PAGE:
Friday, October 14, 2005

The Searchengine Taste Test

You ever see those commercials where two drinks are compared by a consumer? I'm thinking of those Folgers coffee commercials when the narrator says, "These people don't know it yet but we replaced the gourmet coffee normally served here with Folgers brand coffee. Will they notice a difference? Let's take a look."

You know what happens next? Of course you do, the customers can't tell the difference. (Some even comment on how great the taste is.) Once it is revealed the true identity of the branded coffee, some say (more or less) I am going to drink Folgers from now on.

This got me to thinking, "What if we could do this with search engines?"

Most folks know about MSN, Google and Yahoo for searching the internet. However, how many know about the hundreds (maybe even thousands) of other search engines out there all vying for a shot at the title #1 Searchengine? (Or at least those aspiring to get in the searchengine ballpark?)

From time to time I will conduct my own taste tests on lesser-known search engines. My analysis will be from a recruiter's perspective and focus on the amount and quality of resumes and leads found. It will also include a coolness factor that says, even if I don't like the results I gotta give props to a feature or function it offers. Such was the case with an interesting product (referenced on Researchbuzz) called "DUMBFIND."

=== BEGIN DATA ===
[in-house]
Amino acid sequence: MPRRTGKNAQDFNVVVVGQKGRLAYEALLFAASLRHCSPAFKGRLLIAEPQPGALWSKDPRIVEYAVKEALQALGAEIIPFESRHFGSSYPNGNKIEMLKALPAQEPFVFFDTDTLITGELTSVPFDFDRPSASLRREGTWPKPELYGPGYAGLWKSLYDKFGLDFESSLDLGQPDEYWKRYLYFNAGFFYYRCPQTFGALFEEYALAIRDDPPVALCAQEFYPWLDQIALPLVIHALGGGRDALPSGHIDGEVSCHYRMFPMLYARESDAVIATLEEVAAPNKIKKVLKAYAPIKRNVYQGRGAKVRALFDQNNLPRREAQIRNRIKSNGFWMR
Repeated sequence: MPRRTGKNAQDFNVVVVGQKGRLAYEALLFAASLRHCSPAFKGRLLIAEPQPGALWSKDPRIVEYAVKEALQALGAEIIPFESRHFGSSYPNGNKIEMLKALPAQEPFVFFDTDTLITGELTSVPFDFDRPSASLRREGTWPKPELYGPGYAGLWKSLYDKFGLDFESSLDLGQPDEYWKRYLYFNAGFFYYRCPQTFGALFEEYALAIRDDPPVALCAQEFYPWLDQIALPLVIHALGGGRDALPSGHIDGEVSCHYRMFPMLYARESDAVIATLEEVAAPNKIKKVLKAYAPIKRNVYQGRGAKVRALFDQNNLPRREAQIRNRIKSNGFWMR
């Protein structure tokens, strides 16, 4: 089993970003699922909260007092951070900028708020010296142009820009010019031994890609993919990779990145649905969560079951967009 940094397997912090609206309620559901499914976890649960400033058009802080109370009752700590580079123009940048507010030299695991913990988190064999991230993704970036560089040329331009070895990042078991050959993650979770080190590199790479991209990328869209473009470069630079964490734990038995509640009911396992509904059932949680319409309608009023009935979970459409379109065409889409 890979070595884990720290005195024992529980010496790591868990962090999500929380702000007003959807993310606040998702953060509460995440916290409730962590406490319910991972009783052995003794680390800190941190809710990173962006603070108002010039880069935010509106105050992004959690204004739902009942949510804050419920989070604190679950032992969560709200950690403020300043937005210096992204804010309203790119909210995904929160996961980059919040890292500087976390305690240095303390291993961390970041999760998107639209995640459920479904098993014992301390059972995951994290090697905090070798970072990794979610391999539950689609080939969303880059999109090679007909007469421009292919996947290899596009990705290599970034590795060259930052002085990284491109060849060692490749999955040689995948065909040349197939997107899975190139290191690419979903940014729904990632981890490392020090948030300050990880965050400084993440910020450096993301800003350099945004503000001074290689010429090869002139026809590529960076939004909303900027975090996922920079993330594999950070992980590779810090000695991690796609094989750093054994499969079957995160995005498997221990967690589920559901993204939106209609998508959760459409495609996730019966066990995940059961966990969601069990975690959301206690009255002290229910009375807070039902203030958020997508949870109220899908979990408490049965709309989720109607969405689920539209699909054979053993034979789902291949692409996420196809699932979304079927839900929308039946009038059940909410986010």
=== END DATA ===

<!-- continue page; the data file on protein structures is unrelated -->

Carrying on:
What I like about Dumbfind is the way they set up their searches for relevance. How? There are 2 parameters for searching, the ever-popular keyword search and also topic search. Check out these examples:

The following 3 searches help illustrate the difference between Dumbfind and other search engines:

'opera' on Google

'opera' and 'music' on Google

keyword 'opera' with topic 'music' on Dumbfind

Dumbfind is in Beta, so its unfair to expect perfection. Be that as it may, I experimented with many variations for diverse requirements and had better results when I ignored the Topic function entirely and performed searches along these lines.

java C++ unix resume.html

engineer semiconductor resume.html

hospitality resume.html

What I found consistently was that the better results came when I used one or two keywords with the term "resume.html." Also of interest, at this writing there were no special syntax commands I could cite. The "and" command is automatic and quotes (for example, "keyword phrase") are allowed as well.

As far as using Dumbfind for resume sourcing, it could be a lot better. Yet, it did produce a few results that I did not see in the big three. (Yahoo, MSN, Google)

Suggestions:

  • Dumbfind, add a list of Topics (like "music") on your website that I can search against.
  • Add Resumes, Career or HR Topics to your listing

Digability rating: Honorable Mention

[If you like what I give away, you will love what I charge for. Check out Digability: The Recruiter's Guide To The Internet.]

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